Once the school term had finished in July, and with it my Master’s first part-time, semi-retired year, Master and wife took me on holiday to North Wales. The scenery is very beautiful and we only had one wet (extremely wet!) morning. We stayed at a B&B in Conwy (near Llandudno) which had a very steep slope up to park so I had a chance to show off my lovely torquey engine. Despite that, the Master would not let me climb Snowdon (some sort of big hill I think) as he told me there was no road to the top. I think it was just an excuse because he wanted to go on a train. This train apparently uses a rack of cogs (just like my steering rack) so it doesn’t slip down the hill. He saw some good views as the weather was quite clear.
Conwy has not only the smallest house in Great Britain but also a very large castle complete with town walls. On one occasion we spotted a Belgian classic car tour on their way through Conwy. I enjoyed North Wales as I really had a chance to stretch my wheels again, it being about 220 miles each way.
Just over a week after returning from North Wales we toddled off to Classics on the Common (Harpenden). What started as an impromptu meet for a few Jags is now an organised meet for well over a thousand classic cars and other vehicles. When the weather is good (and it was this year) there are ten times as many spectators – and all on a Wednesday afternoon and evening.
The following week we joined Classics on the Green (Croxley Green), a much smaller meet and less frenetic than Harpenden but no less variety of vehicles.
The rest of August was fairly quiet apart from me sailing through the MOT again (why do they say that – I’m not a boat!) and a little Classic Car & Bike Show run by the local Rotary Club. This was so near that the choke hardly got pushed in!
As October approached, I became excited as I knew my Master would do something a bit special for my 10th birthday. It was back in October 2004 when I was “completed” and put through the SVA so it was a real milestone for me. He kept dithering about what to do but I secretly wanted to go back to the Isle of Wight where I had spent one or two of my early holidays. At last, as half term break came around, Master and wife took me around the M25 and down the M3 to Southampton where the familiar Red Funnel was waiting for us (well actually we waited for it). So it was off on a half empty but refurbished ferry to East Cowes and then across to Shanklin to our B&B.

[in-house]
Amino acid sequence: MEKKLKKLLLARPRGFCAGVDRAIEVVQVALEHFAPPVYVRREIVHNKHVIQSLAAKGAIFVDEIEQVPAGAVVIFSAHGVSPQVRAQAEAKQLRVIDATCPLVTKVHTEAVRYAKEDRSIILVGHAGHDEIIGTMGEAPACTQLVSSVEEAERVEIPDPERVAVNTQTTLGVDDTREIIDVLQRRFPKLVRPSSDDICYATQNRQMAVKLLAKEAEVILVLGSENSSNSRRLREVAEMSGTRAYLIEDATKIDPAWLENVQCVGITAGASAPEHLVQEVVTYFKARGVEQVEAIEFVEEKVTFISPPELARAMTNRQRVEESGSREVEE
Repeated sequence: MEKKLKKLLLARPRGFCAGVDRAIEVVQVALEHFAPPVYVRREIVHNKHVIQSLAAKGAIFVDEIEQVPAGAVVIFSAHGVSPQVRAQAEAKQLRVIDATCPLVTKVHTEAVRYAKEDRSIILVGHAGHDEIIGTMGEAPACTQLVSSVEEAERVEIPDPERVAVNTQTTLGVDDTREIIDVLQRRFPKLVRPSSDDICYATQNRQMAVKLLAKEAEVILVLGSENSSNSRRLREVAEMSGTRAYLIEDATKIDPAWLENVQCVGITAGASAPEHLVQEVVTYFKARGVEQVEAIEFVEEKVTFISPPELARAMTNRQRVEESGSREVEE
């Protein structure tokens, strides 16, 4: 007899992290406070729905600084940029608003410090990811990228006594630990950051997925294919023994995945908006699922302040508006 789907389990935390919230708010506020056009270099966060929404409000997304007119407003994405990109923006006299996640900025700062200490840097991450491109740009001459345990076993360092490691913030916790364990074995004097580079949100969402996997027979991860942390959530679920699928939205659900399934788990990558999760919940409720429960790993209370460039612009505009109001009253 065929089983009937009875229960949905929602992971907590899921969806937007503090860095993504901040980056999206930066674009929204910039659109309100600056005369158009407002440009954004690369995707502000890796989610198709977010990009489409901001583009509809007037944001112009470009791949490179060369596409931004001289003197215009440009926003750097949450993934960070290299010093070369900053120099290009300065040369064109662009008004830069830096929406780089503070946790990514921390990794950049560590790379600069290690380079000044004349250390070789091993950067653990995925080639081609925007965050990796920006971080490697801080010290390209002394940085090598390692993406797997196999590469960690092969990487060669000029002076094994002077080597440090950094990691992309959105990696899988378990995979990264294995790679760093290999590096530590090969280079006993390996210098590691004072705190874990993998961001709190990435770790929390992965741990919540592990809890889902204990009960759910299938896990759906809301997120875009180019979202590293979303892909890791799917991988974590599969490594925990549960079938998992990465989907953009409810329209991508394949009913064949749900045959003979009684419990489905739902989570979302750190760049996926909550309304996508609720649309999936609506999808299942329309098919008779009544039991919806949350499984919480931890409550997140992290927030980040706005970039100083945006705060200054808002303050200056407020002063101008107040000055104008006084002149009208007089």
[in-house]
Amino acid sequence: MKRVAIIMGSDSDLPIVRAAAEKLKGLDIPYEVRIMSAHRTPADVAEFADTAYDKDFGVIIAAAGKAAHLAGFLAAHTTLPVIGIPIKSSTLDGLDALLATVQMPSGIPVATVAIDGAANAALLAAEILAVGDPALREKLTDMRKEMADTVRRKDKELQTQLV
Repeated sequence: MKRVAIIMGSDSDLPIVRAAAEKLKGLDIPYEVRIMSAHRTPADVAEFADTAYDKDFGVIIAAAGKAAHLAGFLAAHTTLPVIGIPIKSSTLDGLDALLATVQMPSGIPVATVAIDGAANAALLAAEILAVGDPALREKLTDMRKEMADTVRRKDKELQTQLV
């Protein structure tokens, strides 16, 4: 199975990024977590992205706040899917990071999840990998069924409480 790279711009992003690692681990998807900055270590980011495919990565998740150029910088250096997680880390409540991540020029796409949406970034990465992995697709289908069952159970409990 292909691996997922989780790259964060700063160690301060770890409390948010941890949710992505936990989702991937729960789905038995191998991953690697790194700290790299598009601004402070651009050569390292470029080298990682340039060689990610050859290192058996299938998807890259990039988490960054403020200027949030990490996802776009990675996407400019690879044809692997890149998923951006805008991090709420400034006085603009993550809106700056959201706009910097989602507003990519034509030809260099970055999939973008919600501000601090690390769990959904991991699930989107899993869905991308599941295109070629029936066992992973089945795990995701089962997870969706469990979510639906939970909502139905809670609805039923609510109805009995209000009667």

We only had a few days but enough to reacquaint ourselves with some of our favourite spots. The sea front at Shanklin, the IoW Donkey Sanctuary, Ventnor (where it was so warm, the humans ate ice creams) and Godshill. While the Master and his wife were sipping tea at Godshill, I managed to attract the attentions of a number of Japanese tourists who seemed delighted to take as many pictures of me with each other as they could. As soon as they returned to their coach, another group would get out and start snapping. This went on for some time until I think perhaps the coach driver became impatient!
Sandown Zoo, Bembridge Lifeboat, the Needles and Calbourne Water Mill were all visited too and it was lovely to see these familiar places, although the Tamar class lifeboat was hidden away from me in its new boathouse built on stilts out at sea (completed in 2011).
Time had come to return to the mainland so it was off to the ferry for a return voyage. This time it was very full (as they say in Holland, legs were hanging out!). An uneventful zip up the motorways saw me back in my garage with only a little grubbiness. Master gave me a good clean a couple of days later so now I am 10 and happy and clean!